Qualms, a poem by Lauren Camp



With wine, I went right
to the open mouth,

took it down, familiar
with the charm of my own particular

sin. It was as if
I had already all the history

of my two worlds,
morning and later—

another street I wouldn’t
have to recognize. Or maybe

those were only
suspicions of conscience.

Little difference the lexicon
if the sense were the mouth of another.

Each half of the day
drunk twice, and no thought

about pauses. Each luxury
of sublingual darkness.

Long sentences
smoothed by spoons.

We sat in our eyes.
One of two was chorus, one held out

his glass at the same time,
emptying nothing. I went home

with peaches after,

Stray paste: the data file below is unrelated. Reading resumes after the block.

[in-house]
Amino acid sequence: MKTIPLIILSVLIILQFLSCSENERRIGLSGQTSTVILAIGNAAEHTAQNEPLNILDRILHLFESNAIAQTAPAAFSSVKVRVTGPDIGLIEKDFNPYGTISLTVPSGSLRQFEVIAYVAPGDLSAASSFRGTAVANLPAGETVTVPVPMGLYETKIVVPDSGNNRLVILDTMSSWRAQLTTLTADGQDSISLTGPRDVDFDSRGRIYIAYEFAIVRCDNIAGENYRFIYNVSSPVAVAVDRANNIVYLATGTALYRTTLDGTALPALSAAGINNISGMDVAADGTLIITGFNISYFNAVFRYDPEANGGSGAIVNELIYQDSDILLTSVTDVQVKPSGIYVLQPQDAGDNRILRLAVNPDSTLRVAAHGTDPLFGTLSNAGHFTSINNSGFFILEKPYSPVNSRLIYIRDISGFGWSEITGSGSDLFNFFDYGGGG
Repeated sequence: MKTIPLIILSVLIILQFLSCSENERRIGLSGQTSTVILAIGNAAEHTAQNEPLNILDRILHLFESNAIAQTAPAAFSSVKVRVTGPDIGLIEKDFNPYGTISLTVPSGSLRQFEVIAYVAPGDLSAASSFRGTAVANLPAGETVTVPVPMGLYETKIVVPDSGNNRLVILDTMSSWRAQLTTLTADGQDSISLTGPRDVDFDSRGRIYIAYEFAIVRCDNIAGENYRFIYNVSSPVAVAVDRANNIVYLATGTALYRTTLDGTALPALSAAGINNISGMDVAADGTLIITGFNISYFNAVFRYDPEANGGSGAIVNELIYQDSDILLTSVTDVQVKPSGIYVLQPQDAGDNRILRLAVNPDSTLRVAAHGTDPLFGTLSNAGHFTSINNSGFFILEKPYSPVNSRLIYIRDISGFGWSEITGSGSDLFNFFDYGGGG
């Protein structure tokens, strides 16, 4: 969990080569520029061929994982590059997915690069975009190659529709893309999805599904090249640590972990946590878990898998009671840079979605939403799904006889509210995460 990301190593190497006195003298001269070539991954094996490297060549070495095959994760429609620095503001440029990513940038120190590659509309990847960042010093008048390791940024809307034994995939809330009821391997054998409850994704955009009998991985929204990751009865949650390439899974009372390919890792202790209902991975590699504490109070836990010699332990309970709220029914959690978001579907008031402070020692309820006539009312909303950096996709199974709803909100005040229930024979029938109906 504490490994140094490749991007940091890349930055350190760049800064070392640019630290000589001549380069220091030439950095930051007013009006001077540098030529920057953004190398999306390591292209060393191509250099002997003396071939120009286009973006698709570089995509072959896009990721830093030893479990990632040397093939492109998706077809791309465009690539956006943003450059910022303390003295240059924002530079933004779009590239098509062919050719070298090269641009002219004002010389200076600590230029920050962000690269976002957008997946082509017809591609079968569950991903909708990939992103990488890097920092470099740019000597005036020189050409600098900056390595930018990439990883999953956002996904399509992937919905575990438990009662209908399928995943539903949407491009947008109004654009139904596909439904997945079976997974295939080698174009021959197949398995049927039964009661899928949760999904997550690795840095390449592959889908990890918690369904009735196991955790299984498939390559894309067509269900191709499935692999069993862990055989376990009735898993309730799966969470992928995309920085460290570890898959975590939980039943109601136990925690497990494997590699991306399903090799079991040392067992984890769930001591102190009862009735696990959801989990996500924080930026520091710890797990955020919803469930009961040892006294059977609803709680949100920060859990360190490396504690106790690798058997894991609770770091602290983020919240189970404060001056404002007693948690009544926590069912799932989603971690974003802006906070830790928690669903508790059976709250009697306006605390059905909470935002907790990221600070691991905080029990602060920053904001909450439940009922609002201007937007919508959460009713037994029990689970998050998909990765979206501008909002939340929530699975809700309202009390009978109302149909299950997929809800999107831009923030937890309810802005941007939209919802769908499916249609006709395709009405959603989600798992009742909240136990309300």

with a mind of delay.




Lauren Camp is the author of three books, most recently One Hundred Hungers (Tupelo Press, 2016), winner of the Dorset Prize. Her poems appear in New England Review, RHINO, Poetry International, Slice, Beloit Poetry Journal and elsewhere. Other literary honors include the Margaret Randall Poetry Prize, an Anna Davidson Rosenberg Award, and a Black Earth Institute Fellowship.

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